Weight Loss Articles

How ‘The Sultana Exercise’ Can Help You Lose Weight


The five-minute trick could be the secret to re-establishing a healthy relationship with food

We all have to eat to stay alive, but how often do you actually savour your food?

The concept of mindful eating is nothing new – for years, health gurus have extolled the virtues of appreciating your food instead of mindlessly shoving it into your mouth.

Studies have shown that eating mindfully results in weight loss with minimal effort, but just how exactly do you do it?

The one effort-free technique which is proven to help lose weight.

One expert has revealed her tried and tested technique to help us eat mindfully – it’s called ‘the sultana exercise’.

According to Charlotte Thaarup, Australian clinical mindfulness consultant and director of The Mindfulness Clinic, doing this single exercise with a sultana is all we need to do to keep us eating consciously.

Here’s what you do:

  1. Take a sultana and spend five minutes “using your five senses with it”
  2. Look at it, noticing the texture and colour
  3. Feel it in your hand
  4. Smell it
  5. Taste it, rolling it around your tongue and noticing how it feels between your teeth.

According to Thaarup, the sultana exercise could help you eat better and binge less, the Mail Online reports.

Mindful eating has for a while been touted as a way to help people re-establish a healthy relationship with food.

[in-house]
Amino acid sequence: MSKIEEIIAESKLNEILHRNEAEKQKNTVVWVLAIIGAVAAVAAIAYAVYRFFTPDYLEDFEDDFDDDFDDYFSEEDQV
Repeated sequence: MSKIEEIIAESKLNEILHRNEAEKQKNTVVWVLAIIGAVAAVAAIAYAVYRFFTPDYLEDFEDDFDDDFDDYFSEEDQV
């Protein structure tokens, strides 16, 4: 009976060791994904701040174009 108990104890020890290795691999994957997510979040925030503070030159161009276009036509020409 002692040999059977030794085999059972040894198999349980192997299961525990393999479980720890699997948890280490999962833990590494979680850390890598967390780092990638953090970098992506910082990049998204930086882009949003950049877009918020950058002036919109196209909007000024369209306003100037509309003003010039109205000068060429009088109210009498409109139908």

“Whether you want to lose weight, call a truce in the war with your dear body, change your relationship with food, or reduce your daily stress by making healthier choices,” Thaarup says eating mindfully can help.

  • As well as the sultana exercise, other ways to encourage mindful eating include:
  • Putting your cutlery down in between mouthfuls
  • Noticing your thought processes as you eat
  • Making meals memorable by laying the table nicely
  • Eating slowly
  • Sitting at a table rather than in front of the TV
  • Keeping a food diary.

For a lot of people, however, eating mindfully becomes harder when dining with other people – it’s hard to pay attention to what your companions are saying if you’re also focussing on every mouthful you chew.

But if you can manage it, mindful eating really could be the easiest way of all not only to stop overeating but also to get more pleasure from food.

One study, for example, found that people who ate chocolate mindfully were left in a better mood than those who didn’t bother to really enjoy it. So perhaps it’s time to grab a sultana and mindfully eat your way to health, happiness and harmony.